Posts Tagged ‘Ewan McGregor’

One thing which it strikes me as highly remarkable (it may indeed have been highly remarked upon, but I stopped watching the news nearly two months ago) is the fact that the winner of one of the most prestigious Academy Awards this year – indeed, the most nominated film at this year’s ceremony – was a comic book movie made under the DC marque. Given that not all that long ago, any discussion of a DC movie’s popular or critical reception included words like ‘disappointment’ and phrases such as ‘urgent talks are in progress at the company’, the turnaround they have achieved is startling. I still think Joker is an uneasy splicing together of two concepts that don’t really fit very well, but a billion dollars at the box office and considerable awards success speaks for itself.

So, if a Batman movie without Batman has done so well, what next for DC? How about a Joker movie without the Joker actually in it? I am fully aware that this was not the thought process behind the origin of Cathy Yan’s Birds of Prey (Or the Fantabulous Emancipation of One Harley Quinn) – following the sort-of success of Suicide Squad in 2016, this was the film which was selected as the best option for a follow-up – but it could almost look that way. Actually, it looks like a number of things, and one of them is DC’s bad old days, returned with a vengeance.

There are two ideas stitched together in the new movie, as well, but at least this time they seem to have something in common. Birds of Prey is a comic book which started in the mid-1990s, and was basically about a group of masked female vigilantes: the main members of the roster were originally Batgirl, Black Canary, and Huntress (don’t worry if you’ve never heard of some of these characters, it’s quite understandable). Notably not a member of the team, on the other hand, was Harley Quinn, a sidekick for the Joker who actually originated in one of the Batman TV shows and was then introduced into the comics. Nevertheless, most of these characters are lumped together in the new movie, because – well, they’re all women, aren’t they? Stands to reason they would go together. (This is the level on which the new movie operates, I fear.)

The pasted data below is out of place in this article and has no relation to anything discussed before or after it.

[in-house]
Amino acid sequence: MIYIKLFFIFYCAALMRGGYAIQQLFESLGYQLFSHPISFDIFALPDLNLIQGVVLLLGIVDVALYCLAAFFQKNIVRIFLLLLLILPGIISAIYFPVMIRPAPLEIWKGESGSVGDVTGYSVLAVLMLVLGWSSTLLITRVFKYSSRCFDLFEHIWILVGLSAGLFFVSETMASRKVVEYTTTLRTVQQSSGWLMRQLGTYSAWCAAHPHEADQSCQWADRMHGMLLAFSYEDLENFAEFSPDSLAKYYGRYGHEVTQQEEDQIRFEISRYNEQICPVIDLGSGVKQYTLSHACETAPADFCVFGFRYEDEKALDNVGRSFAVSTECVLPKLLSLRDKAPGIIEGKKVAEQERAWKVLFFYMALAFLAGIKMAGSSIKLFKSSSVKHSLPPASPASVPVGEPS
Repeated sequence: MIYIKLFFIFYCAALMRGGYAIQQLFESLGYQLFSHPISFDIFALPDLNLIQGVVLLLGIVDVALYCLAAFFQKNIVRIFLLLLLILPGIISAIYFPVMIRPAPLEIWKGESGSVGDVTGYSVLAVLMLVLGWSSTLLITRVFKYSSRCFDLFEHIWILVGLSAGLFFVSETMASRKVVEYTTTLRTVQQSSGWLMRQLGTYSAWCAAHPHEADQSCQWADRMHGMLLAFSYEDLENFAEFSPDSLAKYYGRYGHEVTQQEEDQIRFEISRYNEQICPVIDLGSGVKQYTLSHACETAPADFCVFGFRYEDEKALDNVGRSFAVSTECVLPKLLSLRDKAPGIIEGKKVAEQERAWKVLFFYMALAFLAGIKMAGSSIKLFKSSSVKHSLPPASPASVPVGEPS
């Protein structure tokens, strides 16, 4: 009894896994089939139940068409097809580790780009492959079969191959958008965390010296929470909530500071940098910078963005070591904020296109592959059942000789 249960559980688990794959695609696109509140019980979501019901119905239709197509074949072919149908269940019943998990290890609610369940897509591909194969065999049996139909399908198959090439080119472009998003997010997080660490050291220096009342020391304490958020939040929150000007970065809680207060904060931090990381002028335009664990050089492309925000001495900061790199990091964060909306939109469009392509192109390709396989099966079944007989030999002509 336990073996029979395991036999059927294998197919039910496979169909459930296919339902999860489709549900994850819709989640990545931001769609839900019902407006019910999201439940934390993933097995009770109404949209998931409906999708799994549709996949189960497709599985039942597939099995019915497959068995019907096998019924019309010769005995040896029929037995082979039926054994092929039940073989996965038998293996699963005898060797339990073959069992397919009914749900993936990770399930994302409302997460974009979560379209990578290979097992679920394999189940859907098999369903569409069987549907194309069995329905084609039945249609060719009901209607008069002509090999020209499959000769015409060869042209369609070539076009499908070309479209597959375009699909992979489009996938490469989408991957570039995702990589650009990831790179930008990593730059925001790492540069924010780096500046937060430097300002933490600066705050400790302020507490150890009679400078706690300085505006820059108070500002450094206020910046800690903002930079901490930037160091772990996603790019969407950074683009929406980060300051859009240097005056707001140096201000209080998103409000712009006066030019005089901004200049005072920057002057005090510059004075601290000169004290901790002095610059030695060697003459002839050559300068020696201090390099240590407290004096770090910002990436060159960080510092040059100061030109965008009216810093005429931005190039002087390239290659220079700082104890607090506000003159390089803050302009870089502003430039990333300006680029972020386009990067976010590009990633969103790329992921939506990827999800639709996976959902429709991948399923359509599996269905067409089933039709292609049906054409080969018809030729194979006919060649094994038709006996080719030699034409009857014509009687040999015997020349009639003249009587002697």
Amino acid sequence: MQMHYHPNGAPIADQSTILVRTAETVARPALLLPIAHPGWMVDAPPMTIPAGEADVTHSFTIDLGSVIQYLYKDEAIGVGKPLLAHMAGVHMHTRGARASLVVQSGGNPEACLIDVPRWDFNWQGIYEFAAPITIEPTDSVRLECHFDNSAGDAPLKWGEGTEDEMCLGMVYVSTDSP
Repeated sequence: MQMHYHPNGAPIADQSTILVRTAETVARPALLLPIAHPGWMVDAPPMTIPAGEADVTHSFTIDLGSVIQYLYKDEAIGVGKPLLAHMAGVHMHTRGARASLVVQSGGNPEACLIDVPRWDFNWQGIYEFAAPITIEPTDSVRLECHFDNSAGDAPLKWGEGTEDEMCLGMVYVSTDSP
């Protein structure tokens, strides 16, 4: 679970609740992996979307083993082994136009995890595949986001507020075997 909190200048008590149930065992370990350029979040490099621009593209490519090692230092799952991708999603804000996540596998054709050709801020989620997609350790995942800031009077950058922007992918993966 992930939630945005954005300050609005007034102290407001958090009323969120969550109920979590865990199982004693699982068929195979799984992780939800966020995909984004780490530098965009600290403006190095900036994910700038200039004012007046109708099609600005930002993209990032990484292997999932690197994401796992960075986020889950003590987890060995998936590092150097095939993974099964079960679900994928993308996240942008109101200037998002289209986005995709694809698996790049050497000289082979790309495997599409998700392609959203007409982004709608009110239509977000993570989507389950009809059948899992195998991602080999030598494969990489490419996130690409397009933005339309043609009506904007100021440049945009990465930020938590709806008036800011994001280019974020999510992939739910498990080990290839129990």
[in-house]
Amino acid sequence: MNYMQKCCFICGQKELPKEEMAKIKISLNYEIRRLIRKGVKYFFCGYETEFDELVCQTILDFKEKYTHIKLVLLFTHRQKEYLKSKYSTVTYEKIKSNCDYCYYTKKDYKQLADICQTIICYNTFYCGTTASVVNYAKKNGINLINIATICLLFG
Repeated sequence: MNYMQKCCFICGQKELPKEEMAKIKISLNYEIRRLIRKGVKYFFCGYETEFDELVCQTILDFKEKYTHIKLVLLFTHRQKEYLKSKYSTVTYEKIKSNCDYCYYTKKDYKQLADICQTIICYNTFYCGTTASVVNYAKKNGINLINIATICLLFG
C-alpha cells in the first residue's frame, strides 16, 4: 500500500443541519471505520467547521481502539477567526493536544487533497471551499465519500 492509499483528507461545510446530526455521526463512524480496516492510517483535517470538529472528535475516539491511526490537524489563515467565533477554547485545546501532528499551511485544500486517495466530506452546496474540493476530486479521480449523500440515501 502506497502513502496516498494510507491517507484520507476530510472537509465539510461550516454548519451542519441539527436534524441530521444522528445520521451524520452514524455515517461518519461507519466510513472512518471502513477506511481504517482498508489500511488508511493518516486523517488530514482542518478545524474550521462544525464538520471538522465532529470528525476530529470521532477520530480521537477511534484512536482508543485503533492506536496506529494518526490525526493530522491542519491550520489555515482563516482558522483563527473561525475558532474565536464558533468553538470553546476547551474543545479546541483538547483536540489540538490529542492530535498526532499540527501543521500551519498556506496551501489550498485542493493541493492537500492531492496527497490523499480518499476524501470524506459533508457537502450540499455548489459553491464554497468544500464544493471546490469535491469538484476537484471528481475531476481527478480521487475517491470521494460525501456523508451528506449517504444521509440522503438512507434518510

More-or-less disregarding the events of Suicide Squad, the new movie opens with Harley Quinn (Margot Robbie) being dumped (off-camera) by the Joker, which she takes about as well as you would expect from an unhinged, stubbornly wacky homicidal pole dancer. Eventually she gets it together (relatively speaking) and decides to strike out on her own, sending a message by blowing up the chemical plant where both she and her former inamorata had their origins. This has the regrettable side-effect of informing everyone in Gotham City that she is no longer under the Joker’s protection, which makes Quinn a target for a whole army of lowlives and psychopaths, many of whom have very justified grievances against her.

She decides that the best way to save her own skin is to win the protection of a sadistic crime boss known as Black Mask (Ewan McGregor), by locating a diamond of great plot significance he is after. The stone is currently in the possession of a teenage pickpocket named Cassandra Cain (Ella Jay Basco) – despite having the same name as someone in the comics, this is essentially a new character. Also mixed up in what is a rather chaotic situation are metahuman nightclub singer Black Canary (Jurnee Smollett-Bell), tough GCPD detective Renee Montoya (Rosie Perez), and vengeful assassin Huntress (Mary Elizabeth Winsome). Could these five very diverse women come together and kick the asses of some presumptuous chauvinist men before the final credits roll?